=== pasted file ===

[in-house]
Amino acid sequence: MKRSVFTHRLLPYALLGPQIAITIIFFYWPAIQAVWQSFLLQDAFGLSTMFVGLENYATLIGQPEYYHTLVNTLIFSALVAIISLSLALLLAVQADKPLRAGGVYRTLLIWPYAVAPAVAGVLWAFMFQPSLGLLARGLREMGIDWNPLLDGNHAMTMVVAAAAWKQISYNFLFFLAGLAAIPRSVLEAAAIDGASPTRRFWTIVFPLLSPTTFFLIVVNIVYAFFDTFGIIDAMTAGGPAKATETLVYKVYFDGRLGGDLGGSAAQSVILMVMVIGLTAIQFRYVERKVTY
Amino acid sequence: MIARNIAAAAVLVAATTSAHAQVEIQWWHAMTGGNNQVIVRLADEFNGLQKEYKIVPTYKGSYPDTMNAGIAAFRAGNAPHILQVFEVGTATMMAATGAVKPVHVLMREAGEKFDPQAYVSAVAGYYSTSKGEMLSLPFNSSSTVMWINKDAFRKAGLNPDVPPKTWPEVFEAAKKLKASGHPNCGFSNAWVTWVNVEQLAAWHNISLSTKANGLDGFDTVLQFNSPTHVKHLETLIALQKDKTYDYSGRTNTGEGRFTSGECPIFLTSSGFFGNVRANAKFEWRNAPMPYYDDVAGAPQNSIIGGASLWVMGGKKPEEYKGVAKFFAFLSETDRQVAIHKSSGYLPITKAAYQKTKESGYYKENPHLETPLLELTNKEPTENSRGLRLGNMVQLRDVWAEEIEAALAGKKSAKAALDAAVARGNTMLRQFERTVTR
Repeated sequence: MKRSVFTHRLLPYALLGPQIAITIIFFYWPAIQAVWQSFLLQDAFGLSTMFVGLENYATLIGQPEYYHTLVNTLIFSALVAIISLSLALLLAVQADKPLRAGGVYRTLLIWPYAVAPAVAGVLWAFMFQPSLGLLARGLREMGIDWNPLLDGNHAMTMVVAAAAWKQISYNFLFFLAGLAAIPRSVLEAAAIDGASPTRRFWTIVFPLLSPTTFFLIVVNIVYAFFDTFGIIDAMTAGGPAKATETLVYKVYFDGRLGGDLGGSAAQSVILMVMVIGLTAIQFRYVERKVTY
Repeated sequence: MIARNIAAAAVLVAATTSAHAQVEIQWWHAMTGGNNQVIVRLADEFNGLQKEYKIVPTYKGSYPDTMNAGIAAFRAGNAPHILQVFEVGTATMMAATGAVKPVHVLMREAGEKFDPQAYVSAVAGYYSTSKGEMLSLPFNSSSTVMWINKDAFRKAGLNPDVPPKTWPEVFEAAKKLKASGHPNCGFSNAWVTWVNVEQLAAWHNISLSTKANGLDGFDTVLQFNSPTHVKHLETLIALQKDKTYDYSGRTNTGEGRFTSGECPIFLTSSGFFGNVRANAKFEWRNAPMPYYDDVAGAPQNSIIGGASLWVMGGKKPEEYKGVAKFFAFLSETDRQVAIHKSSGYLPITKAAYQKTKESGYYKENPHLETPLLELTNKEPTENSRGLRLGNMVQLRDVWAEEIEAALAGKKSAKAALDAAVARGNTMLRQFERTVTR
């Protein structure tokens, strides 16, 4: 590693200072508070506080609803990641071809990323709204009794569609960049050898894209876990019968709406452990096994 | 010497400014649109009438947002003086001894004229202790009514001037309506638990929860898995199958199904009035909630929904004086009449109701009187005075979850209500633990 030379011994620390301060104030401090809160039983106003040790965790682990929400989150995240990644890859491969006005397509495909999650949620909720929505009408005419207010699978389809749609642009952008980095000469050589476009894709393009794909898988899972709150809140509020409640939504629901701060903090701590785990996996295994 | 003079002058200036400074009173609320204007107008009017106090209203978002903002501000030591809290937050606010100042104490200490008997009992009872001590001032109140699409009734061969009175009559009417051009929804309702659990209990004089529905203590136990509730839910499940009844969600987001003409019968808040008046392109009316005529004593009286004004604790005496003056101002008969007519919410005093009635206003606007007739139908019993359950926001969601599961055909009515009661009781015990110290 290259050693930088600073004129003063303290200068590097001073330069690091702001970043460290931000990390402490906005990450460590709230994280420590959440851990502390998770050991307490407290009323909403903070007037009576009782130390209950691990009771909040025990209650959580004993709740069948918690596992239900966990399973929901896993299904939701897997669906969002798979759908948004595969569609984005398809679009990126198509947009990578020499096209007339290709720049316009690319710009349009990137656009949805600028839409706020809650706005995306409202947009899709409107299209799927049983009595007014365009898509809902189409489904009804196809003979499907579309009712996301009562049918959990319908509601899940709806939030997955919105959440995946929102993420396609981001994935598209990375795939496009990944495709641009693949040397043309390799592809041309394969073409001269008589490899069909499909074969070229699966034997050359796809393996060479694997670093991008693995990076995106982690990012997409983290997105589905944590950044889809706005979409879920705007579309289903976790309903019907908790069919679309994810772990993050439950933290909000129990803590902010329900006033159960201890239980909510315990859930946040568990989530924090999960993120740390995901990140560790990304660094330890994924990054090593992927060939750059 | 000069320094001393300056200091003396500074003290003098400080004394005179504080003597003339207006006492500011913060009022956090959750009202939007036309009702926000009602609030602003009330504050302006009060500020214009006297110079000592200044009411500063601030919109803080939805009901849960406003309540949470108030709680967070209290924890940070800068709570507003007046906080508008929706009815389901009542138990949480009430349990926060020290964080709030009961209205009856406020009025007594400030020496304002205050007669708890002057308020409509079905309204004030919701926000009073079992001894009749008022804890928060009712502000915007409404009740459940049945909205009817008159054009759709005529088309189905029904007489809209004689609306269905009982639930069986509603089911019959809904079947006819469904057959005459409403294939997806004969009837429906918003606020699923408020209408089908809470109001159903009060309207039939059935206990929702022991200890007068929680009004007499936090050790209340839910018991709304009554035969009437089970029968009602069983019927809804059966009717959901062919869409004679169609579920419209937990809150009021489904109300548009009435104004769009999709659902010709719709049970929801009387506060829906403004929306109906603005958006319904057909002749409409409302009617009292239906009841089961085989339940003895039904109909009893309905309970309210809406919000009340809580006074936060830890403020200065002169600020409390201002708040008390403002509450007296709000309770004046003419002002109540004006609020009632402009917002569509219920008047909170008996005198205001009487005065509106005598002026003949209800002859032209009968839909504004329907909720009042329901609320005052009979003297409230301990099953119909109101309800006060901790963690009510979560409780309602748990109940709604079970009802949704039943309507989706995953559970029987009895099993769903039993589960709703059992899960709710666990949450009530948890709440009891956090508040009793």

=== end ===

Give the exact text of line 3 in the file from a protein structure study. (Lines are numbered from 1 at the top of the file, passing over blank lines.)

Amino acid sequence: MIARNIAAAAVLVAATTSAHAQVEIQWWHAMTGGNNQVIVRLADEFNGLQKEYKIVPTYKGSYPDTMNAGIAAFRAGNAPHILQVFEVGTATMMAATGAVKPVHVLMREAGEKFDPQAYVSAVAGYYSTSKGEMLSLPFNSSSTVMWINKDAFRKAGLNPDVPPKTWPEVFEAAKKLKASGHPNCGFSNAWVTWVNVEQLAAWHNISLSTKANGLDGFDTVLQFNSPTHVKHLETLIALQKDKTYDYSGRTNTGEGRFTSGECPIFLTSSGFFGNVRANAKFEWRNAPMPYYDDVAGAPQNSIIGGASLWVMGGKKPEEYKGVAKFFAFLSETDRQVAIHKSSGYLPITKAAYQKTKESGYYKENPHLETPLLELTNKEPTENSRGLRLGNMVQLRDVWAEEIEAALAGKKSAKAALDAAVARGNTMLRQFERTVTR